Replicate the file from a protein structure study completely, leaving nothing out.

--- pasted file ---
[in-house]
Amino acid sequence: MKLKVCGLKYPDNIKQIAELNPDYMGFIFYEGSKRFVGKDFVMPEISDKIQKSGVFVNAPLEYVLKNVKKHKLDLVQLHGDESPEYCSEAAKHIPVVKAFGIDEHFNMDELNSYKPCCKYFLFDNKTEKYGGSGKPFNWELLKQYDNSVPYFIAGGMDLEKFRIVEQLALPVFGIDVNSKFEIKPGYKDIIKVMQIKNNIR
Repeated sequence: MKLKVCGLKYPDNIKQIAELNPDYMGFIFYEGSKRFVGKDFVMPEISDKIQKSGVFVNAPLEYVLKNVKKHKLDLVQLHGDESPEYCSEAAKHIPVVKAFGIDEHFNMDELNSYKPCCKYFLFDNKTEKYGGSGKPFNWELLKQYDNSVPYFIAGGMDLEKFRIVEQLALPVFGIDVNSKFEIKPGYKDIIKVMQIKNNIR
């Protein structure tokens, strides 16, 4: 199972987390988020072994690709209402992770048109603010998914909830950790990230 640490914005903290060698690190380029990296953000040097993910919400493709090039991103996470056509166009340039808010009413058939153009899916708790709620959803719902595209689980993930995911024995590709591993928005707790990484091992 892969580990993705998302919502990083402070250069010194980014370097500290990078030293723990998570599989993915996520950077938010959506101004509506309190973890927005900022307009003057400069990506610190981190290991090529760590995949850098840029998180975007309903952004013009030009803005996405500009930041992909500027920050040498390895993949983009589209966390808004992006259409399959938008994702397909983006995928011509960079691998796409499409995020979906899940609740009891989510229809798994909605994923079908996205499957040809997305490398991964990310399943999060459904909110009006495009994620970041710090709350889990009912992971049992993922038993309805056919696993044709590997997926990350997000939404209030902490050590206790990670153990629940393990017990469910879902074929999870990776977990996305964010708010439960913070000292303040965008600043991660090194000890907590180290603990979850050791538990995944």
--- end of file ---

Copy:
[in-house]
Amino acid sequence: MKLKVCGLKYPDNIKQIAELNPDYMGFIFYEGSKRFVGKDFVMPEISDKIQKSGVFVNAPLEYVLKNVKKHKLDLVQLHGDESPEYCSEAAKHIPVVKAFGIDEHFNMDELNSYKPCCKYFLFDNKTEKYGGSGKPFNWELLKQYDNSVPYFIAGGMDLEKFRIVEQLALPVFGIDVNSKFEIKPGYKDIIKVMQIKNNIR
Repeated sequence: MKLKVCGLKYPDNIKQIAELNPDYMGFIFYEGSKRFVGKDFVMPEISDKIQKSGVFVNAPLEYVLKNVKKHKLDLVQLHGDESPEYCSEAAKHIPVVKAFGIDEHFNMDELNSYKPCCKYFLFDNKTEKYGGSGKPFNWELLKQYDNSVPYFIAGGMDLEKFRIVEQLALPVFGIDVNSKFEIKPGYKDIIKVMQIKNNIR
């Protein structure tokens, strides 16, 4: 199972987390988020072994690709209402992770048109603010998914909830950790990230 640490914005903290060698690190380029990296953000040097993910919400493709090039991103996470056509166009340039808010009413058939153009899916708790709620959803719902595209689980993930995911024995590709591993928005707790990484091992 892969580990993705998302919502990083402070250069010194980014370097500290990078030293723990998570599989993915996520950077938010959506101004509506309190973890927005900022307009003057400069990506610190981190290991090529760590995949850098840029998180975007309903952004013009030009803005996405500009930041992909500027920050040498390895993949983009589209966390808004992006259409399959938008994702397909983006995928011509960079691998796409499409995020979906899940609740009891989510229809798994909605994923079908996205499957040809997305490398991964990310399943999060459904909110009006495009994620970041710090709350889990009912992971049992993922038993309805056919696993044709590997997926990350997000939404209030902490050590206790990670153990629940393990017990469910879902074929999870990776977990996305964010708010439960913070000292303040965008600043991660090194000890907590180290603990979850050791538990995944």